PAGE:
In a Dec. 2 op-ed in The Wall Street Journal, the former titan blames the Feds for his drastically reduced financial circumstances. "The government … pushed for a punitive program for American International Group (AIG) that benefits only the company's credit default swap counterparties," he gripes.

That is simply not true. All AIG stakeholders benefited from the government's actions. And it is axiomatic that creditors, who are in a senior position, must generally be made whole before the shareholders get anything.

Hank's beef, it seems, is that Citigroup Inc. — a smaller beneficiary of government largesse — got a better deal than AIG. He objects to the fact that the taxpayers — who saved AIG — received 80% of AIG's stock in return for pumping in the billions that saved the company.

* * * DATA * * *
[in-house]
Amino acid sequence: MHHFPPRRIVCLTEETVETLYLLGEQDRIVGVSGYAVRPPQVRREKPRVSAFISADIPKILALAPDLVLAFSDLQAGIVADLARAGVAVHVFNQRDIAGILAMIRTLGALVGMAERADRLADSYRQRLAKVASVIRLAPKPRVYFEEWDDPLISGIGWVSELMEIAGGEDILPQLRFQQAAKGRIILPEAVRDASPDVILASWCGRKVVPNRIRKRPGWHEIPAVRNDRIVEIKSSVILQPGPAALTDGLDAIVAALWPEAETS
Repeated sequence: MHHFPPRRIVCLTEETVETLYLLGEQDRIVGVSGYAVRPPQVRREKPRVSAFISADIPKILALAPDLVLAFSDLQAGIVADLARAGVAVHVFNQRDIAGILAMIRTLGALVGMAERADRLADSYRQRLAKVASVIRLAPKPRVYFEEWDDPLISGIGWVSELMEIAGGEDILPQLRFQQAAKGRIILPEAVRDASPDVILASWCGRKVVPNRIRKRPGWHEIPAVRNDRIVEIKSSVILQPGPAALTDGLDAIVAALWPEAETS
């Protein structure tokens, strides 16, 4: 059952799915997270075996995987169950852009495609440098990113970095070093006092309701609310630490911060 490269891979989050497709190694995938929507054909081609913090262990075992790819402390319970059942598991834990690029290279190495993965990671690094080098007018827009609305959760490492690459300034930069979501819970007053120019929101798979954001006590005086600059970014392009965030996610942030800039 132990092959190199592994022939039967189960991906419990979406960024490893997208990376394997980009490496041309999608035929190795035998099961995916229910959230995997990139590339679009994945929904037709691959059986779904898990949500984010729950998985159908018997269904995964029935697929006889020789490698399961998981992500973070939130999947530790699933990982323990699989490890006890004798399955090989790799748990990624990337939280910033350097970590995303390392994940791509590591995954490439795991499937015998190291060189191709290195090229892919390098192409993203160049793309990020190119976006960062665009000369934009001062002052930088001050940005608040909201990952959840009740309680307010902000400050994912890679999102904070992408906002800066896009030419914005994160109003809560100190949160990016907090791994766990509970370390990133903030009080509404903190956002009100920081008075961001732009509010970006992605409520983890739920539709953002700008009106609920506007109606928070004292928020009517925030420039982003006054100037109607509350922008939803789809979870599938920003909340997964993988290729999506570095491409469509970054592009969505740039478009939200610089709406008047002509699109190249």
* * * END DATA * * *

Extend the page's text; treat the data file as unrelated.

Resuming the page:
Hank, apparently, wants the government to virtually give the money to AIG.

"More needs to be done to save AIG," he writes. "A new plan needs to be drawn up to allow private capital to replace the government's capital. And the company itself cannot be so burdened with interest payments that it is forced into effective liquidation."

Hank, who will turn 84 in several months, is daft — or just blowing smoke. No "private capital" would give AIG terms anywhere near as good as it has gotten from the government. In fact, no private capital in any meaningful amount is even available for AIG. But this doesn't stop Hank from implying that the government is "forc[ing]" AIG "out of business."

But consistency isn't Hank's long suit. Self-interest is. And he has no qualms about speaking out of both sides of his mouth. A few months ago, Hank, who was forced out of AIG in 2005, said that when he left the company, it was in swell shape. He also said he didn't know what had gone on at AIG since his departure because he hadn't been there and hadn't seen the books. Curiously, that didn't prevent him from then opining that AIG was "sound" and just needed some financing to tide it over. He said AIG's problems were a "liquidity issue," not a "solvency issue."